It's the seasonings that give tomato-based spaghetti sauces their distinctive flavor and aroma. You'll find lots of pre-blended spaghetti seasoning mixes on the market, but most use conventional Italian spices like oregano, garlic and basil. Many also add onion and bay leaf. If you love the taste of sweet spaghetti sauce, look for seasonings that include ingredients like brown sugar or molasses. If you discover that your homemade sauce has more of a sharp, acidic taste than you'd like, add a tablespoon of cream Sherry for every quart of sauce (or to taste). It will help tame the bite.

For a perfect blend of flavors, try adding some of these popular ingredients to homemade spaghetti sauce too:

  • garlic (fresh minced, paste or powdered)
  • caramelized onion
  • sautéed bell pepper
  • carrot (shredded)
  • mushrooms
  • oregano
  • basil
  • thyme
  • olive oil
  • burgundy
  • bay leaf
  • Parmigiano-Reggiano
  • paprika
  • fennel seed
  • anchovy paste

Putting It All Together

Since there are so many spaghetti sauce recipes around, it's easy to see that savvy cooks are experts at refining tomato dishes to suit their family's tastes. When you're combining ingredients for your own homemade spaghetti, add onions, oil, wine, bay leaf and garlic when you put the sauce on to simmer. Wait until the last half hour of cooking to add most of the spices and other ingredients. This will keep the spices vibrant while giving the initial ingredients time to release their flavors.

For the best results, add precooked meat during the first 20 minutes of cooking time. A couple of good choices are meatballs made from ground brisket and breadcrumbs, and savory Italian sausage cut into one-inch pieces. Even though meat is always a welcome addition, homemade spaghetti sauce is tasty and filling even without it.

Whether you plan on using your entire crop of tomatoes or only a few, these hearty pasta dishes are delicious, easy to prepare and will help you create some welcoming aromas and flavors in your kitchen during those long fall evenings:

  • Baked Ziti Casserole
  • Italian Meatballs and Peppers
  • Penne with Tomatoes and Pine Nuts


Marinara Sauce From Garden Tomatoes

marinara sauce
Tomatoes are the star of this dish!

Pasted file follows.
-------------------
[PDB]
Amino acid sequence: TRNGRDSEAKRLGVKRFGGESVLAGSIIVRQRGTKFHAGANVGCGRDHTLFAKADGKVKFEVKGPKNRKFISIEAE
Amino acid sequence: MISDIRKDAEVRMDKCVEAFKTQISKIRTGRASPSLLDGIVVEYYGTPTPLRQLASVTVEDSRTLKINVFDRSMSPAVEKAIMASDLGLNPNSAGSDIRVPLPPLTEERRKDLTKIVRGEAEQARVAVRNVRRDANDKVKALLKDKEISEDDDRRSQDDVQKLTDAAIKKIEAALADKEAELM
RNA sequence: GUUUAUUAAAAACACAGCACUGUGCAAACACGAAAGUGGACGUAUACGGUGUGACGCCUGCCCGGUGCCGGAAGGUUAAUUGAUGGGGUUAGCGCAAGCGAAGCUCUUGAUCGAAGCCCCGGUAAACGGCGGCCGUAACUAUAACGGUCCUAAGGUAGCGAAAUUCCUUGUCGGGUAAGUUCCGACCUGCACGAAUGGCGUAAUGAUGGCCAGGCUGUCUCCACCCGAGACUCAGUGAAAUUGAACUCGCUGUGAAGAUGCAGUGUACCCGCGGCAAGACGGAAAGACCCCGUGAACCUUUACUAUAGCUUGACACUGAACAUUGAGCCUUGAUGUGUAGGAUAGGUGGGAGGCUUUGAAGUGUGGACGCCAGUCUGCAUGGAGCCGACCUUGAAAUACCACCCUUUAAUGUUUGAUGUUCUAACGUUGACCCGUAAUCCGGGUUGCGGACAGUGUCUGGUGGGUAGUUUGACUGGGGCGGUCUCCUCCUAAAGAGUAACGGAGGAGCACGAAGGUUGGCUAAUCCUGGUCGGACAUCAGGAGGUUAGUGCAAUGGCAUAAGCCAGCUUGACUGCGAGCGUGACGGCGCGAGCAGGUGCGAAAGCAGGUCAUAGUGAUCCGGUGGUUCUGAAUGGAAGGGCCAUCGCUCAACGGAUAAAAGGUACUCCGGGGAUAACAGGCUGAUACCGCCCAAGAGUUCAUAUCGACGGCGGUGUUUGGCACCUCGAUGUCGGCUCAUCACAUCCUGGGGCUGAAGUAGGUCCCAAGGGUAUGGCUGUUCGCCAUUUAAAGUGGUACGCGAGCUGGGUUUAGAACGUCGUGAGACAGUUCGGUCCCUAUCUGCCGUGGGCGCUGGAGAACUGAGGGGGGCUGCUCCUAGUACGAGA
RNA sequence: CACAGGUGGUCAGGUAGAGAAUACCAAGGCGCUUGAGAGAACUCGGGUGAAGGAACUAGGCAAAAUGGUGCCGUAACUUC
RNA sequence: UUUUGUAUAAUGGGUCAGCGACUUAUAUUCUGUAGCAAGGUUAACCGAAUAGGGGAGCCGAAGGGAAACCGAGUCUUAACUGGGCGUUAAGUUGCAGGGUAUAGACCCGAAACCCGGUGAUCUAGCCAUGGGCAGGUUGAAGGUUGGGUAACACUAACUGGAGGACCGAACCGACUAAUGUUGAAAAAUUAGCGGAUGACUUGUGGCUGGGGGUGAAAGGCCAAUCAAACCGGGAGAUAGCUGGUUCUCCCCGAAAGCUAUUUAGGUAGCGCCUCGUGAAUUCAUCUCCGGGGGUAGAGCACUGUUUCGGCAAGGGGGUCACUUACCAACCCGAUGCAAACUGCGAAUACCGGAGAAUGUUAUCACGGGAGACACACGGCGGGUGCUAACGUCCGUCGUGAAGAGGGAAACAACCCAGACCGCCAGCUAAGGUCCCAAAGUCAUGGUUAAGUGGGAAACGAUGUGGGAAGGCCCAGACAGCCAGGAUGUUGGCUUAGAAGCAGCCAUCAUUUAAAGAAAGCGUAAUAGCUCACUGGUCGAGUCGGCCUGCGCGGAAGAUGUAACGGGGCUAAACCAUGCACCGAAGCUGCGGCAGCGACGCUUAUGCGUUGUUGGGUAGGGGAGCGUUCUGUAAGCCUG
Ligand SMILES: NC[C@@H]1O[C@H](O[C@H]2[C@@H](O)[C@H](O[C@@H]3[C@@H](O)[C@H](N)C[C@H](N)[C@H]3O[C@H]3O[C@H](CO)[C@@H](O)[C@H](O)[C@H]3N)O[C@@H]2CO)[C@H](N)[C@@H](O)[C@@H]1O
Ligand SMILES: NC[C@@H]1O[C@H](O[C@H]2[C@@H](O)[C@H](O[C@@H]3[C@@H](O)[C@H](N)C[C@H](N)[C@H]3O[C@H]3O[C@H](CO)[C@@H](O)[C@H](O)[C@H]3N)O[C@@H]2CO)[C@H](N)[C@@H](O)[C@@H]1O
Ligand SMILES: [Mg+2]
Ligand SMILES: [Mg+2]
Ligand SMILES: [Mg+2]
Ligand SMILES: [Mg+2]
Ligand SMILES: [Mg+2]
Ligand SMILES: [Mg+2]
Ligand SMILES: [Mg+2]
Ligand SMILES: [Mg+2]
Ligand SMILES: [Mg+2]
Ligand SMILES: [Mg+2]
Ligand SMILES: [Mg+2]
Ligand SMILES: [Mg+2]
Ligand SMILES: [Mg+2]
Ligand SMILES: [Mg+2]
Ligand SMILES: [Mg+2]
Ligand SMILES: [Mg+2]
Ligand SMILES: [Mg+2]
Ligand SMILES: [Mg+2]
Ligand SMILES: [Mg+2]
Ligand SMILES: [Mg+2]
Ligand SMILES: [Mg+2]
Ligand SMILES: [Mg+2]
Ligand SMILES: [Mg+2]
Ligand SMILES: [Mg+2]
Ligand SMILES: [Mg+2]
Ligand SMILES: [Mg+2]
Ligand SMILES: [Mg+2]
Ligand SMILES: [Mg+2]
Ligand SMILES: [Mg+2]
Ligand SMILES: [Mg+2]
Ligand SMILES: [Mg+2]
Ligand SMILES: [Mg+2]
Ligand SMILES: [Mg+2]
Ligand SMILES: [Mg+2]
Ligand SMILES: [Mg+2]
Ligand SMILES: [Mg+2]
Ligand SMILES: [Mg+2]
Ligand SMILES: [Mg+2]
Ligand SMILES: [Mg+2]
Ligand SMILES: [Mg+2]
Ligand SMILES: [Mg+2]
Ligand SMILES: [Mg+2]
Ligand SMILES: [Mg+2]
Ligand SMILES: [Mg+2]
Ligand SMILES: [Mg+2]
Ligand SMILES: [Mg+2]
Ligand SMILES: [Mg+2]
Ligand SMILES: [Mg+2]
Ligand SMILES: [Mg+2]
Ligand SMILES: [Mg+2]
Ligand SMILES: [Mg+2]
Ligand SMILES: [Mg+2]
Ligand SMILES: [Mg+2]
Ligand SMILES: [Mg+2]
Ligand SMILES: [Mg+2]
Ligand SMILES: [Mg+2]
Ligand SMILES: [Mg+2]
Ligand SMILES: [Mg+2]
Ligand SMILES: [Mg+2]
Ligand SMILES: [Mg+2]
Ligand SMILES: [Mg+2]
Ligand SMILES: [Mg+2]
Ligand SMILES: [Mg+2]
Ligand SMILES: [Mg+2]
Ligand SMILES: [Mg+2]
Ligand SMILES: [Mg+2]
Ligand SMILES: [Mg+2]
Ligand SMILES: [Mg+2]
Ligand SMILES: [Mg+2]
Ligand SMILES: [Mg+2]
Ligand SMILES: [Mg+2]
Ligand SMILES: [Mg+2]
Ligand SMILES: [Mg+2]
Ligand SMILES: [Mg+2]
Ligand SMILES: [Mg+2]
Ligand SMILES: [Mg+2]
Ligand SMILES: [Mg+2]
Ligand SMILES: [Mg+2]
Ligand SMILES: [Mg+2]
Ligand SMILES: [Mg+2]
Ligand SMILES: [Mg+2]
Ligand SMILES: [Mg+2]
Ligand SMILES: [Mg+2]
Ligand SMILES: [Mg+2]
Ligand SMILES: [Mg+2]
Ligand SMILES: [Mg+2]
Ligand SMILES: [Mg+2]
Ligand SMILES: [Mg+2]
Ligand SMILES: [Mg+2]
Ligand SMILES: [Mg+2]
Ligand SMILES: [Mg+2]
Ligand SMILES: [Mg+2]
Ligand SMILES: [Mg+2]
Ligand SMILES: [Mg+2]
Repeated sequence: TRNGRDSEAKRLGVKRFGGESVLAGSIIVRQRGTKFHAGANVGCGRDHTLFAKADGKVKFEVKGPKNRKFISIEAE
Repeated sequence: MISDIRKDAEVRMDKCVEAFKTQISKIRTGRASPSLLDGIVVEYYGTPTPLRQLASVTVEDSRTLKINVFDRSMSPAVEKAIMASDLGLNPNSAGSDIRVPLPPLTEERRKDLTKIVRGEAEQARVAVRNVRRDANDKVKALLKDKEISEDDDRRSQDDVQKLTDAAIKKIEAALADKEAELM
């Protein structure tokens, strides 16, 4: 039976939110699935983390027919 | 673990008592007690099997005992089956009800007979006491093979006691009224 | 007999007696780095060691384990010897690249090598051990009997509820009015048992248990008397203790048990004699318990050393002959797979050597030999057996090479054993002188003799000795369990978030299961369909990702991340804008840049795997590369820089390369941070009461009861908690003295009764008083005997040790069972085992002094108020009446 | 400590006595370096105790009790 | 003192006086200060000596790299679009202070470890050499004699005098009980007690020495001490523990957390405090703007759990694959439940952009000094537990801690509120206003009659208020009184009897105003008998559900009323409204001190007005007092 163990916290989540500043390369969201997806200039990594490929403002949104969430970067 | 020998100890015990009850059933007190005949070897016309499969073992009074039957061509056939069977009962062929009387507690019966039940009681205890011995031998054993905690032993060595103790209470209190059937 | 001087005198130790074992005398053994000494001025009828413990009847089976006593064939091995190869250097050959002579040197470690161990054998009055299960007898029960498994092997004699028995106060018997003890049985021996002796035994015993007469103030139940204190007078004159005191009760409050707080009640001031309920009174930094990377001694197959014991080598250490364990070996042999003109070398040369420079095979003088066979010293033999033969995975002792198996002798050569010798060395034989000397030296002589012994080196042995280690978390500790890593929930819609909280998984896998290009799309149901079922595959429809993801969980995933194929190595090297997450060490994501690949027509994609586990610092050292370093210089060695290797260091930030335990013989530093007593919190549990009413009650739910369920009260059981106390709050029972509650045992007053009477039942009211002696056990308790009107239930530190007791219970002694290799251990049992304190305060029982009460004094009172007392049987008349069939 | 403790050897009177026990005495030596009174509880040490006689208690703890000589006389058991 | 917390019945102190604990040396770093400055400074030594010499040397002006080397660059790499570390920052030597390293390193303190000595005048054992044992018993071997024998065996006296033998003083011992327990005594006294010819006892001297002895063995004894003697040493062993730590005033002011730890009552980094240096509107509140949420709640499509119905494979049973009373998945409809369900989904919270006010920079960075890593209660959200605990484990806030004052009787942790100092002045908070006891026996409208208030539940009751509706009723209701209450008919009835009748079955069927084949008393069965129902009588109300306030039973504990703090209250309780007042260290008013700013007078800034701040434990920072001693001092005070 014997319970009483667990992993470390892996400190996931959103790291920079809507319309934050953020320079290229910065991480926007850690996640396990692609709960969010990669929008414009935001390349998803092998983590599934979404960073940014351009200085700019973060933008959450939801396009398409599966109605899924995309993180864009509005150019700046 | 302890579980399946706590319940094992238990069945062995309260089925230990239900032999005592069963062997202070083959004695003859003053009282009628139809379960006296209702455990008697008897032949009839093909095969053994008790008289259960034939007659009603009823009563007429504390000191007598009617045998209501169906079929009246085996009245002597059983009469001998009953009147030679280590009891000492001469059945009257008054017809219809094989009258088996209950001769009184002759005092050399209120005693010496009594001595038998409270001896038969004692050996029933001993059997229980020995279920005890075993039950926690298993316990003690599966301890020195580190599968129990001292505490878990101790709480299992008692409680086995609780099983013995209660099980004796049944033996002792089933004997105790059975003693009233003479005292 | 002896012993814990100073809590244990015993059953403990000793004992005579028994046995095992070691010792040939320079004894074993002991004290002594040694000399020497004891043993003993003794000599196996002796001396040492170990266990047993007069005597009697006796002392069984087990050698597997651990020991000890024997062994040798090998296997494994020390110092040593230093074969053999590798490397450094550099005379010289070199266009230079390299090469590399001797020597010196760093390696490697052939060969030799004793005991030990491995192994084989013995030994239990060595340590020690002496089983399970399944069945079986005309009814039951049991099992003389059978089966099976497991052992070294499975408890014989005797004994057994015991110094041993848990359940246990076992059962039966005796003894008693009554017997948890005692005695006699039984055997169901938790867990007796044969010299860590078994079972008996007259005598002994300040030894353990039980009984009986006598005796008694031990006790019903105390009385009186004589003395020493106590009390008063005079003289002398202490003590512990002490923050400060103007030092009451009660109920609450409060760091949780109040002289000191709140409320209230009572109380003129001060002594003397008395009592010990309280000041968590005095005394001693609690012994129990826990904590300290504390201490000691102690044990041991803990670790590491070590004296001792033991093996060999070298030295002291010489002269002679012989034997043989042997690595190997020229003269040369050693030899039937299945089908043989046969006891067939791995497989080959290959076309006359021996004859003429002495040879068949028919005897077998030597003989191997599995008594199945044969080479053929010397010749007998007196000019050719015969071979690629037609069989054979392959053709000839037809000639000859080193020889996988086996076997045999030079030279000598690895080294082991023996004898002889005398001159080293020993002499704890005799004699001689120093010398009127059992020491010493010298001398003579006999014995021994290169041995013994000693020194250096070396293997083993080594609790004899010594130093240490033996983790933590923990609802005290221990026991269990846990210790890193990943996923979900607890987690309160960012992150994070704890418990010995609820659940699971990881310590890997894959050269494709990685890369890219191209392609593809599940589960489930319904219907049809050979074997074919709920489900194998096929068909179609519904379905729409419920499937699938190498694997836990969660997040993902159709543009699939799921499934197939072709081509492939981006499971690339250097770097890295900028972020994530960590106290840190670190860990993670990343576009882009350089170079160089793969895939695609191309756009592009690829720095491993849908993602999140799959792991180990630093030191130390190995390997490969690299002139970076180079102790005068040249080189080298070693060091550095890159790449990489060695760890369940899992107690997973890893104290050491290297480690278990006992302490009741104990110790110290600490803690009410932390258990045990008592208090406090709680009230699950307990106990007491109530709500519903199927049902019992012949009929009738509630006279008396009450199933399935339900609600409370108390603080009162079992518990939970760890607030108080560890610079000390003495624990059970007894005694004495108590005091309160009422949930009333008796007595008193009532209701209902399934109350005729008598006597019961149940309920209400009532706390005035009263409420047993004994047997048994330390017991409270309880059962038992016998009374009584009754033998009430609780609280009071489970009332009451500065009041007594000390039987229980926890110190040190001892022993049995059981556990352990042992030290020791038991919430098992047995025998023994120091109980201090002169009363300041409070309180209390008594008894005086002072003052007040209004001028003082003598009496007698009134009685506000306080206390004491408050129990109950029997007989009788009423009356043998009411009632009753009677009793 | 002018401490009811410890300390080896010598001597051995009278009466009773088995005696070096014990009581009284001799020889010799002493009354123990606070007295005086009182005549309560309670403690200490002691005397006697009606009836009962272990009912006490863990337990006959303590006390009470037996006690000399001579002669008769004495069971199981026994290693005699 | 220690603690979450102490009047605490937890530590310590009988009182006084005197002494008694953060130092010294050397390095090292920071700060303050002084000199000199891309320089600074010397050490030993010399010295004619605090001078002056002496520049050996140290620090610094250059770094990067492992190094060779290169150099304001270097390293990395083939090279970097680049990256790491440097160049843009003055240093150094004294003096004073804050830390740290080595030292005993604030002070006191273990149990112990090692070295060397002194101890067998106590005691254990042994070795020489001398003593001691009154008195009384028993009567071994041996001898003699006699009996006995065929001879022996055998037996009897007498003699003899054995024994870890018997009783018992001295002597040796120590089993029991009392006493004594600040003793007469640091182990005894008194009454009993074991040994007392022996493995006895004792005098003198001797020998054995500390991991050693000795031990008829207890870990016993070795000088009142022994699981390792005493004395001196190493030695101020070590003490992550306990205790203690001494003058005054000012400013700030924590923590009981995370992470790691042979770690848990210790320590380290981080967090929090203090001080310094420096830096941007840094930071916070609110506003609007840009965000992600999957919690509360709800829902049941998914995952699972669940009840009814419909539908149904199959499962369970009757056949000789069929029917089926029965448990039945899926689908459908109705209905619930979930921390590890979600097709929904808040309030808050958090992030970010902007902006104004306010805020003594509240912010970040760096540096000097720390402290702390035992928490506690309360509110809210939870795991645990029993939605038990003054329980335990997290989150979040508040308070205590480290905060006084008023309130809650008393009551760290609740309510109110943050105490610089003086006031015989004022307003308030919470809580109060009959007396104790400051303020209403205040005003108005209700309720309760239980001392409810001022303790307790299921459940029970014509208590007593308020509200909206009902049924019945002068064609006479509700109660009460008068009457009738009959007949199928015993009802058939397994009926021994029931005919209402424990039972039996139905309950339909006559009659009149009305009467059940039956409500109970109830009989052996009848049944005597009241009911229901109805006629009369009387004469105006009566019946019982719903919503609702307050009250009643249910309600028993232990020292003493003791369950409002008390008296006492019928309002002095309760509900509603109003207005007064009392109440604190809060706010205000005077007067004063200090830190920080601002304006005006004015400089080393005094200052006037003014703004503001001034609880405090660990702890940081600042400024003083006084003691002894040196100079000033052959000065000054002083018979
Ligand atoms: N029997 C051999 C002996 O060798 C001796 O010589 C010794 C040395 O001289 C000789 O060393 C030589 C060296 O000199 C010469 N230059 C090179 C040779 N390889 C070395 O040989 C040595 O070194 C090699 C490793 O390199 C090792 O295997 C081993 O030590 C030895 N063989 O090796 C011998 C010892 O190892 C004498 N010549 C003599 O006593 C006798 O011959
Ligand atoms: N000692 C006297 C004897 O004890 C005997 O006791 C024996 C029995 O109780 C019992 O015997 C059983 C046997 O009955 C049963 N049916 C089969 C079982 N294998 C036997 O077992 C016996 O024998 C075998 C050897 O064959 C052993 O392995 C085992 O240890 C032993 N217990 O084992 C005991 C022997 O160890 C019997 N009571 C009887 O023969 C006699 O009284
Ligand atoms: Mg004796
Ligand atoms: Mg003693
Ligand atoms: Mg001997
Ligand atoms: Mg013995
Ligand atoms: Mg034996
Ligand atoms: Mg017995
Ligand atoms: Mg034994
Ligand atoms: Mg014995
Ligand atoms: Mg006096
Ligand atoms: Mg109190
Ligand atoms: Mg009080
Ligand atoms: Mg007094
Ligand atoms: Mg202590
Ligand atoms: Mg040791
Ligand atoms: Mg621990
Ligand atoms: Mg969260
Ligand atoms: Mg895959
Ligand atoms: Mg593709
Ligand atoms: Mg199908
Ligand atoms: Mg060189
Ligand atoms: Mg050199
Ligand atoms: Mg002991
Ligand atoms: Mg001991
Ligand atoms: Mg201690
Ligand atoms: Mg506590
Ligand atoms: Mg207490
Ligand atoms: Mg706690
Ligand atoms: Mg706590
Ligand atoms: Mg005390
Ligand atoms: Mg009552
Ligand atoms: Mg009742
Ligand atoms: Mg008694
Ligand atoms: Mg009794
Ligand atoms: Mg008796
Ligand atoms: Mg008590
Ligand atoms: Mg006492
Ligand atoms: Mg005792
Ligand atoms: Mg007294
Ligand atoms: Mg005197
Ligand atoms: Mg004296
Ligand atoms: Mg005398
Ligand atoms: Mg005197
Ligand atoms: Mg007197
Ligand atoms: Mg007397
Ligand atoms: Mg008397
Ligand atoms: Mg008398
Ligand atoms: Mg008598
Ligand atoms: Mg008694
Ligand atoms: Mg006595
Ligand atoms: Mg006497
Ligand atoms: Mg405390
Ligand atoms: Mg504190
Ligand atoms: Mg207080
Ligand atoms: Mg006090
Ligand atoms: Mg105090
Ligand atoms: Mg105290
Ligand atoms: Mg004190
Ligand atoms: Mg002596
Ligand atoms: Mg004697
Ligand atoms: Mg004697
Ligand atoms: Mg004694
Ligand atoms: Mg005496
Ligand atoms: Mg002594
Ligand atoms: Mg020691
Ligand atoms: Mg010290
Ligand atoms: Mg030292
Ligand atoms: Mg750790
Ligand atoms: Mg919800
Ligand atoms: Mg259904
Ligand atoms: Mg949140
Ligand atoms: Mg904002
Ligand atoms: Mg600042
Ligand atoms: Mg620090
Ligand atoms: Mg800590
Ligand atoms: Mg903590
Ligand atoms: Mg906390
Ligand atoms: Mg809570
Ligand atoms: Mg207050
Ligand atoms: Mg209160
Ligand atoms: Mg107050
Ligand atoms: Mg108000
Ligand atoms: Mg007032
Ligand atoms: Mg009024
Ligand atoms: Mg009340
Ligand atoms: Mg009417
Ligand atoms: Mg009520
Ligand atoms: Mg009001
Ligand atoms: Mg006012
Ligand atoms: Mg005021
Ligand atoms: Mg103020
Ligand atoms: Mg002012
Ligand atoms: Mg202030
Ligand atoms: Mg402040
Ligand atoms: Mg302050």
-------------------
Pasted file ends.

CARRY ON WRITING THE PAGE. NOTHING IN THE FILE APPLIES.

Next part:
Tomatoes were originally brought to Europe from the Americas, and the hearty, acidic sauce made from these fruits helped recipes prepared with them to resist spoiling. What started as a dish served on ships as a convenience became more widely known as a sauce in the "sailor style" around Naples, Italy, in the mid-16th century.

This seafarer's staple was often made with onions, garlic and other spices, and probably looked and tasted similar to what we normally refer to in the United States as spaghetti sauce. Although traditional marinara sauce seldom contains meat, it's thick, rich and hearty nonetheless.


Like all good tomato-based sauces, marinara made from fresh, ripe, garden tomatoes should be prepared by peeling, and seeding the tomatoes, trimming out the stem ends and squeezing out as much moisture as possible. Where cooks on sailing vessels may have been limited in the ingredients they added to their marinara sauces, modern versions often contain ingredients like:

Because creating a flavorful sauce is so important, use your best tomatoes and cook the sauce relatively quickly. Simmering a slightly chunky sauce for a half-hour to 40 minutes should be enough. If the mixture looks too thin, keep simmering to evaporate the excess liquid. If you're in a hurry, add a little tomato paste as a thickener. In some circles, this is considered a cheat unworthy of the serious cook, so just hide the can if you're having guests over. Serve marinara sauce hot over linguini with crusty Italian bread and a dipping-quality olive oil. Chilled marinara makes a very tasty dipping sauce for fried foods like cheese sticks, fried zucchini and tempura mushrooms.

If you're not sure how to prepare your summer tomato windfall, you can always use part-fresh and part-prepared tomatoes in your recipes. Where tomatoes are concerned, it's all good.

We love these marinara and other tomato-based recipes because they're special enough to serve when you're entertaining but easy enough to prepare on family night. Oh, and the great flavor is cooked right in:

  • Slow-Simmered Marinara Sauce
  • Spicy Mediterranean Pasta
  • Tomato-Basil Crab Bisque


Making Salsa from Garden Tomatoes

Salsa is the ultimate dipping sauce. It's a mixture of garden-fresh ingredients that illustrates the reason why regional foods are extraordinary. It blends flavors so expertly that the result is a unique and satisfying treat for your taste buds. Even better, when all you have to do is step outside your kitchen door for fresh, ripe ingredients, your salsa is sure to be a winner. In fact, you may be growing many traditional salsa ingredients in your garden right now.

Served in a small bowl with tortilla chips, salsa is a fresh relish that often has a tomato base. Like marinara, salsa is at its best when you make it using meaty, ripe tomatoes that have been peeled and seeded. With salsa, though, you don't have to be careful to remove the excess moisture. This is one recipe in which a little extra liquid is a good thing.